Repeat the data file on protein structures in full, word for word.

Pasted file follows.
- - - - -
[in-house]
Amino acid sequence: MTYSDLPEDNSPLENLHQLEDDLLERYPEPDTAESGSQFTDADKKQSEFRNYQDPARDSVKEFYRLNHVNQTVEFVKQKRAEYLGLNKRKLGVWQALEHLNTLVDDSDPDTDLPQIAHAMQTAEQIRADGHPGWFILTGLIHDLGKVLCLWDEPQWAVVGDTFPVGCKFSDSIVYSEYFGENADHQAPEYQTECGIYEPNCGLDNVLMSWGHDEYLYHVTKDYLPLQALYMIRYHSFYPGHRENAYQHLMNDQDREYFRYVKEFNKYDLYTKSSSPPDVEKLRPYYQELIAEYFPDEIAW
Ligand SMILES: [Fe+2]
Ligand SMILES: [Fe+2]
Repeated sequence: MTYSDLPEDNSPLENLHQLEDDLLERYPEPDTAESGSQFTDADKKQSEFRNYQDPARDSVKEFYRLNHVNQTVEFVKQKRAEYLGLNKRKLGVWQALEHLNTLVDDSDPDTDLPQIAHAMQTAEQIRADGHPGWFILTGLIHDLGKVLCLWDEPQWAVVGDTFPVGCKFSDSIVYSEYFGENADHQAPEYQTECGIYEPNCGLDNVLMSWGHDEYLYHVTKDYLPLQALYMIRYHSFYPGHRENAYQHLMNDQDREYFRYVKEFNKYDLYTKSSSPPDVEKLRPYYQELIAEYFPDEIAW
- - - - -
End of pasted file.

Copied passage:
[in-house]
Amino acid sequence: MTYSDLPEDNSPLENLHQLEDDLLERYPEPDTAESGSQFTDADKKQSEFRNYQDPARDSVKEFYRLNHVNQTVEFVKQKRAEYLGLNKRKLGVWQALEHLNTLVDDSDPDTDLPQIAHAMQTAEQIRADGHPGWFILTGLIHDLGKVLCLWDEPQWAVVGDTFPVGCKFSDSIVYSEYFGENADHQAPEYQTECGIYEPNCGLDNVLMSWGHDEYLYHVTKDYLPLQALYMIRYHSFYPGHRENAYQHLMNDQDREYFRYVKEFNKYDLYTKSSSPPDVEKLRPYYQELIAEYFPDEIAW
Ligand SMILES: [Fe+2]
Ligand SMILES: [Fe+2]
Repeated sequence: MTYSDLPEDNSPLENLHQLEDDLLERYPEPDTAESGSQFTDADKKQSEFRNYQDPARDSVKEFYRLNHVNQTVEFVKQKRAEYLGLNKRKLGVWQALEHLNTLVDDSDPDTDLPQIAHAMQTAEQIRADGHPGWFILTGLIHDLGKVLCLWDEPQWAVVGDTFPVGCKFSDSIVYSEYFGENADHQAPEYQTECGIYEPNCGLDNVLMSWGHDEYLYHVTKDYLPLQALYMIRYHSFYPGHRENAYQHLMNDQDREYFRYVKEFNKYDLYTKSSSPPDVEKLRPYYQELIAEYFPDEIAW